Testing with assistive technologies
You must make sure your service works with assistive technologies. This is so everyone can use your service with the technology they rely on, such as a screen reader or speech recognition software.
Testing with assistive technology should be part of the overall accessibility testing for your service.
Meeting the Digital Service Standard
You must test with assistive technologies as part of meeting point 12 (make sure users succeed first time).
You’ll have to explain how you did this in your service assessments.
You’ll also have to explain how your service meets government accessibility requirements.
When to test
You should test your service with assistive technologies throughout development, especially when you introduce a significant feature or make any major change.
You should also include users of assistive technologies in your user research. Participants don’t need to use any specific combinations of software - any set up will help you learn about how well your service works with assistive technologies.
Include testing in your audit
Make sure testing with assistive technologies is included in your accessibility audit, which happens towards the end of beta. You’ll need to use evidence from the audit at your assessment to show your service works with assistive technologies.
If you can’t get access to assistive technologies yourself, the audit will be your main opportunity to make sure your service works for people who use these technologies.
What to test
You or the supplier doing your audit should test that your service works with at least the following combinations of assistive technologies and browsers.
|JAWS||15 or later||screen reader||Internet Explorer 11|
|ZoomText||10.11 or later||screen magnifier||Internet Explorer 11|
|Dragon NaturallySpeaking||11 or later||speech recognition||Internet Explorer 11|
|NVDA||2016 or later||screen reader||Mozilla Firefox (latest versions)|
|VoiceOver||7.0 or later||screen reader||Safari on iOS 10 and OS X|
These are the most common assistive technologies used to access GOV.UK. Microsoft Edge isn’t widely supported by assistive technologies yet.
Testing with the combinations listed above will give you a fair level of confidence that your service is compatible with common assistive technologies.
But if you know your service does not work with other versions or technologies then you should either:
- fix the issues as soon as possible
- report any bugs to the browser or assistive technology vendor
How to test
You should test your service with assistive technologies on their default setting. Most users do not amend the settings on their assistive technology.
You should test with the actual device or technology where possible. Consider using a virtual machine if you can’t get access to a device or technology.
When testing, you should check:
- you can get access to information
- the information is understandable
- everything on the interface is usable
You should test with screen readers by using them to:
- read every element and header
- tab through every link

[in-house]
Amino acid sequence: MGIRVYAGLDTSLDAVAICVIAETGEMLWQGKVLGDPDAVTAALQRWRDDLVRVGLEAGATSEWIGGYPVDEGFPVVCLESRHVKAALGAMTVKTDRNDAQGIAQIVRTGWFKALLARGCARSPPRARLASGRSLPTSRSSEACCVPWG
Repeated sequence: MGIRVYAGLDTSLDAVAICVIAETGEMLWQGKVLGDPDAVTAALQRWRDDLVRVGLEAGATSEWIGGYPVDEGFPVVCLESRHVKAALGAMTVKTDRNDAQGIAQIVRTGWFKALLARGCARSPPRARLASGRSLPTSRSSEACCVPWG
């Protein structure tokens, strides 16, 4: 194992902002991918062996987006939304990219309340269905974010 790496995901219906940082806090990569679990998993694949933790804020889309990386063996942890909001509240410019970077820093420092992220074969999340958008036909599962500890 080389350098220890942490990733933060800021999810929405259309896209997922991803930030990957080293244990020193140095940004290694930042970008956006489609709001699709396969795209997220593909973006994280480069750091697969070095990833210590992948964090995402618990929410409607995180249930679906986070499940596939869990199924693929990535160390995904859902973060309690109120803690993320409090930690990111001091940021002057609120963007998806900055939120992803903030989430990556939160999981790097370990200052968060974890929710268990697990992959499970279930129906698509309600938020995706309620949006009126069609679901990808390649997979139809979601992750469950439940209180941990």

- check every landmark, for example your footer and any navigation
- check your use of Accessible Rich Internet Applications (ARIA)
- check you can fill in any editable fields, for example writing and submitting a form
For more information about using screen readers, including keyboard commands, read these WebAim articles on:
- using Jaws to evaluate web accessibility
- using NVDA to evaluate web accessibility
- using VoiceOver to evaluate web accessibility
When using screen magnifiers, you should test up to at least 10 times magnification.
You should check:
- the spacing between elements, for example the gap between a form label and field
- the content is clear with different colour schemes, for example by reversing the colours
- the cursor enhancement and focus indicator
Check the ZoomText documentation for more information on using ZoomText for screen magnification.
To test your service with speech recognition technology, you should use speech to:
- navigate to each feature
- activate every link, button, or interactive element, for example form controls or a media player
- enter text into any forms if applicable to your service
Make sure you speak clearly, but naturally. You should also use a high quality headset rather than an in-built microphone in your local machine and make sure you’re at a consistent distance from the microphone. Say punctuation out loud and correct any spelling mistakes you make.
Check the user guides for Dragon NaturallySpeaking for more information on how to install, give voice commands and dictate different types of text.
What to do if you find an issue
If you identify an issue while testing, document it clearly so it can be replicated and re-tested.
Before you document a problem or spend any time trying to fix it, make sure:
- you are using the assistive technology correctly
- your code doesn’t have any bugs or errors
- there are no known bugs in the browser or assistive technology that could affect your tests
When documenting an issue, you should describe:
- the problem
- who it impacts
- what browser, operating system, and version of the technology you were using at the time
You may also find it helpful to include screenshots.
If you’re documenting several issues, you may find it helpful to categorise them by severity so they can be prioritised. For example, if you find an issue that is a complete barrier to a set of users, you may want to class this a higher priority than one that your users can easily work around.
Consider sharing your findings with the wider accessibility community so others can learn from your testing.
Get in touch with the accessibility community directly to:
- discuss this page
- share ideas across government
- find support from teams that have worked on similar services
You may also find the following guides useful:
- Published by:
- Accessibility community
- Last update:
Guidance first published